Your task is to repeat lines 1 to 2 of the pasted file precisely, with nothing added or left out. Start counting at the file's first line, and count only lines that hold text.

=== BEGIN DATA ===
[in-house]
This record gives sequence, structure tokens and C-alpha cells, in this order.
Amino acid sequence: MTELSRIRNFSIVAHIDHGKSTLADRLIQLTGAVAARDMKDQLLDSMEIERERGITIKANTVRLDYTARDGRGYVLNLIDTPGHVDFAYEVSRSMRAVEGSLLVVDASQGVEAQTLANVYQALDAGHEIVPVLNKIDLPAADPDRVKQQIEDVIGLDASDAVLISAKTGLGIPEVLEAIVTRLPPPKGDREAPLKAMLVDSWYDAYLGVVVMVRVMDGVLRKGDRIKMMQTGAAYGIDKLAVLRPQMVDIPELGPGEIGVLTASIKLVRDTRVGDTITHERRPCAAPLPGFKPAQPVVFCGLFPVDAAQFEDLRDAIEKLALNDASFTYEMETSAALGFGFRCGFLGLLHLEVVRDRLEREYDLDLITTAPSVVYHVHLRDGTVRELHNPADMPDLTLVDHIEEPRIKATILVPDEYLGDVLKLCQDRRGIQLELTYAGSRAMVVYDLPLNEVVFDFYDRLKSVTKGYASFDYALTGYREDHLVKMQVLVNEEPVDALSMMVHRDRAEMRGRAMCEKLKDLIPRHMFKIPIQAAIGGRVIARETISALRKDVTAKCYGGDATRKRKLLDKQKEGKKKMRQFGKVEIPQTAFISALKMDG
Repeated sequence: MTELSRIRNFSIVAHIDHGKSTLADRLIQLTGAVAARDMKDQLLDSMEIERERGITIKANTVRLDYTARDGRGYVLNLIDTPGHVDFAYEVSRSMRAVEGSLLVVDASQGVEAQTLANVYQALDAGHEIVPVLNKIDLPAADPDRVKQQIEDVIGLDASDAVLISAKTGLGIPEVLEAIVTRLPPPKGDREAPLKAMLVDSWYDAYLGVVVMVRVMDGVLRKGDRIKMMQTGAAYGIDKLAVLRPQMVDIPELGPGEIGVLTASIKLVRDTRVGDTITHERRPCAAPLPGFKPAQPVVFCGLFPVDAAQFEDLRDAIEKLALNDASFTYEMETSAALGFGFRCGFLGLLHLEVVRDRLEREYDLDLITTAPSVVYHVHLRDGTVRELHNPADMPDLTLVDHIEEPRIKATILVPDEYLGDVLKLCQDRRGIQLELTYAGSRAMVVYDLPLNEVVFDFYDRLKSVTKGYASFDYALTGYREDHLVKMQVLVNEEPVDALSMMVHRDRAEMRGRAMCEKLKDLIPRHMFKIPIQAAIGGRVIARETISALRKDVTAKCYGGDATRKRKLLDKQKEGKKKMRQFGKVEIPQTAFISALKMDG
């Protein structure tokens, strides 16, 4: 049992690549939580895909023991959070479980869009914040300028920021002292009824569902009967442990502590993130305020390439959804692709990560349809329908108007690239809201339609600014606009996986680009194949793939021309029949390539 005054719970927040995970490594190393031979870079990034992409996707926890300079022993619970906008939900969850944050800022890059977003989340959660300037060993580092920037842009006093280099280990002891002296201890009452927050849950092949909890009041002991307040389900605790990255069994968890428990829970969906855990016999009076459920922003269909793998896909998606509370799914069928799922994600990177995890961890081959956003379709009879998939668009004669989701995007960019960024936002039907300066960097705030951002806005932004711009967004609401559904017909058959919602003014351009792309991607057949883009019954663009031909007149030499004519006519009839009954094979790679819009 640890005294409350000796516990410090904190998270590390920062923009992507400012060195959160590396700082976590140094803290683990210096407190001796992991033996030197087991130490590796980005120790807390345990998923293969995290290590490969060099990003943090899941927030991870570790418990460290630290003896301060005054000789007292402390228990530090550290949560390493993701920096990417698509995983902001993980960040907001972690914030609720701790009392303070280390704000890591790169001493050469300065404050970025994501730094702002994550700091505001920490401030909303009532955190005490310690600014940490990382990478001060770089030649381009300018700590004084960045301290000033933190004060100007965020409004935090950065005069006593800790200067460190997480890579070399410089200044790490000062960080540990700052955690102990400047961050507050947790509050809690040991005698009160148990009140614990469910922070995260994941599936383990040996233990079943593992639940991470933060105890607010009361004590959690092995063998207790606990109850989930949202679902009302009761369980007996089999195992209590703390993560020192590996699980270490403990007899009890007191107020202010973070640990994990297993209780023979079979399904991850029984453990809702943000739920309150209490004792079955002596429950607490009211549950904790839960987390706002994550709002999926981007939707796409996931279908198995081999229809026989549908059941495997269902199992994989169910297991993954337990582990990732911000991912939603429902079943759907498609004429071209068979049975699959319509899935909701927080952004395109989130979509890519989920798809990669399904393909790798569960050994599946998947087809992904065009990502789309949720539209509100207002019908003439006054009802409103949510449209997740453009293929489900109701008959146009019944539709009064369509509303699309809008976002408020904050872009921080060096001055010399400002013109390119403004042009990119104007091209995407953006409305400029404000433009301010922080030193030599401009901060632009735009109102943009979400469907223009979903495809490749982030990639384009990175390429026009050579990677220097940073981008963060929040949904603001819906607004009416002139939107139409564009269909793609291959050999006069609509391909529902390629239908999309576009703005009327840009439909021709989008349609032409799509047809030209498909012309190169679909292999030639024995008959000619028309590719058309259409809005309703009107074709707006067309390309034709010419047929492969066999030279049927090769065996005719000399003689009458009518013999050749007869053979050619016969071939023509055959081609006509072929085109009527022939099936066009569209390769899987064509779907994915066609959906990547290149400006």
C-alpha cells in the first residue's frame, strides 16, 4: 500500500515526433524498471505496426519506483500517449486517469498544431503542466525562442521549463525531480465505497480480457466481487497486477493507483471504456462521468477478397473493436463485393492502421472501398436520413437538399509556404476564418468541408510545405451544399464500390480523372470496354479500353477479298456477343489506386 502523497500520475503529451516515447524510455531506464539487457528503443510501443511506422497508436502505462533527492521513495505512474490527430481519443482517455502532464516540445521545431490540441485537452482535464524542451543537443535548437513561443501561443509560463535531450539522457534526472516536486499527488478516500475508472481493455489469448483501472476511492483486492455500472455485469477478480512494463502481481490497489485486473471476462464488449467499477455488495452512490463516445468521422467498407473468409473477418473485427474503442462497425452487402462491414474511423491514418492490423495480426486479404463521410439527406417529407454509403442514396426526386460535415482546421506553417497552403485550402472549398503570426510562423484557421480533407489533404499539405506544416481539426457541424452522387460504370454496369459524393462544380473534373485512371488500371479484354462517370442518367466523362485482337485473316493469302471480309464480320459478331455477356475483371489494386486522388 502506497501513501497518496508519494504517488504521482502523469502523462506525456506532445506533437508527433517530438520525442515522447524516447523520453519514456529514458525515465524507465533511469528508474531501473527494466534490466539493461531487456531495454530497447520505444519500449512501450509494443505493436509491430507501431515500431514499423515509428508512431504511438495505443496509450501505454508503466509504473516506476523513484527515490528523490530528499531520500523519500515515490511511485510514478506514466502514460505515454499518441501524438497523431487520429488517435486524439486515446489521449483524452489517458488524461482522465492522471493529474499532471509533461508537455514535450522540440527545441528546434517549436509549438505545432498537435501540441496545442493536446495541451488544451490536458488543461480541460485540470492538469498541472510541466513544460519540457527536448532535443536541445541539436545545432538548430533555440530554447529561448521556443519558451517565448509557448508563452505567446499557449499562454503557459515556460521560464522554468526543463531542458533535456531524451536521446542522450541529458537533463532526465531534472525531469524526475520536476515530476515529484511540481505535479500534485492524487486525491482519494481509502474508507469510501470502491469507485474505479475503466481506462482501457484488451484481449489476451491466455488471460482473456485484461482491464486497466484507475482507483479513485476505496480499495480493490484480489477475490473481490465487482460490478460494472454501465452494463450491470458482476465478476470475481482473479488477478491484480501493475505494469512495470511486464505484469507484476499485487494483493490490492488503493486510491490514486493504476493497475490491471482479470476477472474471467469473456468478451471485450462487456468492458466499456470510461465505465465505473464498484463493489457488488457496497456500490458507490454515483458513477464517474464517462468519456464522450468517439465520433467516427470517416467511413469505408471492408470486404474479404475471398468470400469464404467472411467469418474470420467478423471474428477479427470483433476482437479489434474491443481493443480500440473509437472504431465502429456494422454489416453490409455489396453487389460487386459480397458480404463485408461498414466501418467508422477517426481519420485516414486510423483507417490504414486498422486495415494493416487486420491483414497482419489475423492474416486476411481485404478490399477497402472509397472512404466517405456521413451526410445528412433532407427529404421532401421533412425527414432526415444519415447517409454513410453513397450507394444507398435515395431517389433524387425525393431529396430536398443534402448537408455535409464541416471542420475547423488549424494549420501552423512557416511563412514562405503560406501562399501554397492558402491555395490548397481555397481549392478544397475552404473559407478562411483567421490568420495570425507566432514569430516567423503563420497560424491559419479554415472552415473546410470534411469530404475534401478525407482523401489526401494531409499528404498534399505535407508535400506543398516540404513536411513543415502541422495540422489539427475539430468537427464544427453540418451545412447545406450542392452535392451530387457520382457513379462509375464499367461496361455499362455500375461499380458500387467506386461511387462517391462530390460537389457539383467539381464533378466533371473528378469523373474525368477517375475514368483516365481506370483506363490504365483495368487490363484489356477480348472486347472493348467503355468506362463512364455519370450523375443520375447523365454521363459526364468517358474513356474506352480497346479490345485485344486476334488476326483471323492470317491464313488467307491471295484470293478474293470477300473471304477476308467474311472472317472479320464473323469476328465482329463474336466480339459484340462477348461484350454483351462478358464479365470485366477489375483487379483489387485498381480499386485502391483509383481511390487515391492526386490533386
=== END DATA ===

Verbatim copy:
[in-house]
This record gives sequence, structure tokens and C-alpha cells, in this order.